Published on August 1st, 2017 | by Millennium Magazine Staff0
Prostate Cancer Facts And Figures That May Save Your Life
Encourage the men in your life to get checked for prostate cancer so they can stay in your life.
(NAPSI)—If you or someone you care about is a man over 50, now may be a good time to ask a doctor about prostate cancer screening.
According to the National Cancer Institute, prostate cancer is the most commonly diagnosed solid tumor in men; in fact, nearly one in nine men will develop prostate cancer over their lifetime. While this data appears to indicate an improvement in the number of men diagnosed with this disease according to historical figures, the information is deceiving. The American Cancer Society estimates 161,360 new cases of prostate cancer to be diagnosed in the United States this year alone. While some believe that prostate cancer is a slow-growing disease that is not a major health issue, nothing could be further from the truth. Prostate cancer continues to be a leading cause of cancer death—but if caught in the early stages, it’s just about 100 percent survivable. In fact, more than 2.9 million men in the United States who have been diagnosed with prostate cancer at some point are still alive today.
Unfortunately, diagnosing prostate cancer can be difficult. There are generally no symptoms until the disease has spread outside of the prostate. Most symptoms that men associate with their prostate are related to difficulty with urination, but those symptoms are more commonly associated with benign enlargement of the prostate. That’s why Henry Schein, Inc.—the world’s largest provider of health care products and services to office-based dental, animal health, and medical practitioners—and the Integrated Medical Foundation stress the importance of getting checked regularly, especially if you’re susceptible. The importance of PSA screening was underscored by the recent recommendation by the United States Preventive Services Task Force (USPSTF), which acknowledged the importance of prostate cancer screening and suggested that men between the ages of 50 and 69 discuss screening with their physician.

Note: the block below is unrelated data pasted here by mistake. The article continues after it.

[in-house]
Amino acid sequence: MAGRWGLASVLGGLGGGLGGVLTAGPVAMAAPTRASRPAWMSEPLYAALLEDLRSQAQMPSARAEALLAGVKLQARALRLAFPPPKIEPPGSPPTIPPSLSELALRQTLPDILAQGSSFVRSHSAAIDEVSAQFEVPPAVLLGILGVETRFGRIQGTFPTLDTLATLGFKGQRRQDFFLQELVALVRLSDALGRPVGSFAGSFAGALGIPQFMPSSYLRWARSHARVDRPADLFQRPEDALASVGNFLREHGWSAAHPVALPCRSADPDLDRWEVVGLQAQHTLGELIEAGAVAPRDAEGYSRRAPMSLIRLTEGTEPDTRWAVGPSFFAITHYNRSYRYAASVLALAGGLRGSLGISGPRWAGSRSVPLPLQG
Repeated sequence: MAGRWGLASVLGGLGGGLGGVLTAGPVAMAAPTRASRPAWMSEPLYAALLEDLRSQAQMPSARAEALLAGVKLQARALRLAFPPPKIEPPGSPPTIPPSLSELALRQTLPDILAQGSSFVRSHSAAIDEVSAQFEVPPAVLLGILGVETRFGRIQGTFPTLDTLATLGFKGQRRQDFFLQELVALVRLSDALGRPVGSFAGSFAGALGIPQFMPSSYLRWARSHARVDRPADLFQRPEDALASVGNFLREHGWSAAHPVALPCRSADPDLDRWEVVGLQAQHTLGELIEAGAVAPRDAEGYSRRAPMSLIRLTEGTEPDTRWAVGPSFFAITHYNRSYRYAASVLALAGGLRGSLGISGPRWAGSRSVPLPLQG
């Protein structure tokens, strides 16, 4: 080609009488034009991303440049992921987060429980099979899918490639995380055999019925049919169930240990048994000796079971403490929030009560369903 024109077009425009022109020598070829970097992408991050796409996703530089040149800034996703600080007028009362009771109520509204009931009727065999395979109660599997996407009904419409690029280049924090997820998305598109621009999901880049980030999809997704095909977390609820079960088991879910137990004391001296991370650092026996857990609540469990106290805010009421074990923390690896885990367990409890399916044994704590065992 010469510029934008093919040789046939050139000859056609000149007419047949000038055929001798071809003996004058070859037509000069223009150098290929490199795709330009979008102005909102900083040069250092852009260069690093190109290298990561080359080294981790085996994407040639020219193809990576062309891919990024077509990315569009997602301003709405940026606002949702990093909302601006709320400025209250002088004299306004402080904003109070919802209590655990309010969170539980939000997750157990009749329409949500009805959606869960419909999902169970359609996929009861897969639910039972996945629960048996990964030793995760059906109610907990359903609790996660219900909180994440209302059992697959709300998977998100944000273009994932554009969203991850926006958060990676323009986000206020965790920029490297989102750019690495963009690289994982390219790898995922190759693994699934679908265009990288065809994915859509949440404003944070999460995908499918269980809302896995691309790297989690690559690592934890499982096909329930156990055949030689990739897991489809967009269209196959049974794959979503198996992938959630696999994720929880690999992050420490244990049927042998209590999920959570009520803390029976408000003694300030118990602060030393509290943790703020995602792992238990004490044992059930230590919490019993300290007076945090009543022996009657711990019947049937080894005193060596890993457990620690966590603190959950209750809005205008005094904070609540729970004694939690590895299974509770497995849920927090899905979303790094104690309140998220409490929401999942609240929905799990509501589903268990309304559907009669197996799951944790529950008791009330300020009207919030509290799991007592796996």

“Prostate cancer has taken far too many fathers, sons, brothers and friends for us to remain silent about the importance of prostate cancer screenings,” said Dr. Deepak A. Kapoor, founder, Integrated Medical Foundation. “The true tragedy is that with early detection, prostate cancer is almost invariably curable. Now is the time to speak with the men in your life and make sure they discuss a prostate cancer screening with their doctor.”
Who Is at Risk?
Particular risk factors for prostate cancer include:
• Being age 50 or older;
• An African-American or nonwhite Hispanic heritage;
• A family history of prostate cancer; and
• Exposure to toxins such as Agent Orange.
How to Prevent Prostate Cancer
Scientists have not yet discovered any surefire prevention for prostate cancer—research is being conducted to determine if a daily aspirin may be of benefit, but for now, a healthy diet with appropriate exercise is the best option.
If your doctor ever does discover prostate cancer, there are several treatments available, according to Dr. Kapoor. The physician will determine which is best for you depending on the stage and grade of the cancer. The three most common options are:
1. Active surveillance;
2. Surgery, whether open, laparoscopic or robotic, in which the prostate and possibly some surrounding tissue is removed; and
3. Radiation therapy, such as:
• Seed implantation, in which radioactive seeds or pellets are surgically placed into or near the cancer to destroy the cancer cells;
• External beam radiation therapy, where radiation is administered from outside the body into the cancer using sophisticated computer-generated images to aim thin beams of radiation at the tumor from many angles—this type of radiation can be targeted with a high degree of precision to minimize untoward side effects.
You can find information about prostate cancer at http://bit.ly/2krh8jL, http://bit.ly/2urfhkD and http://bit.ly/2u0HCNE.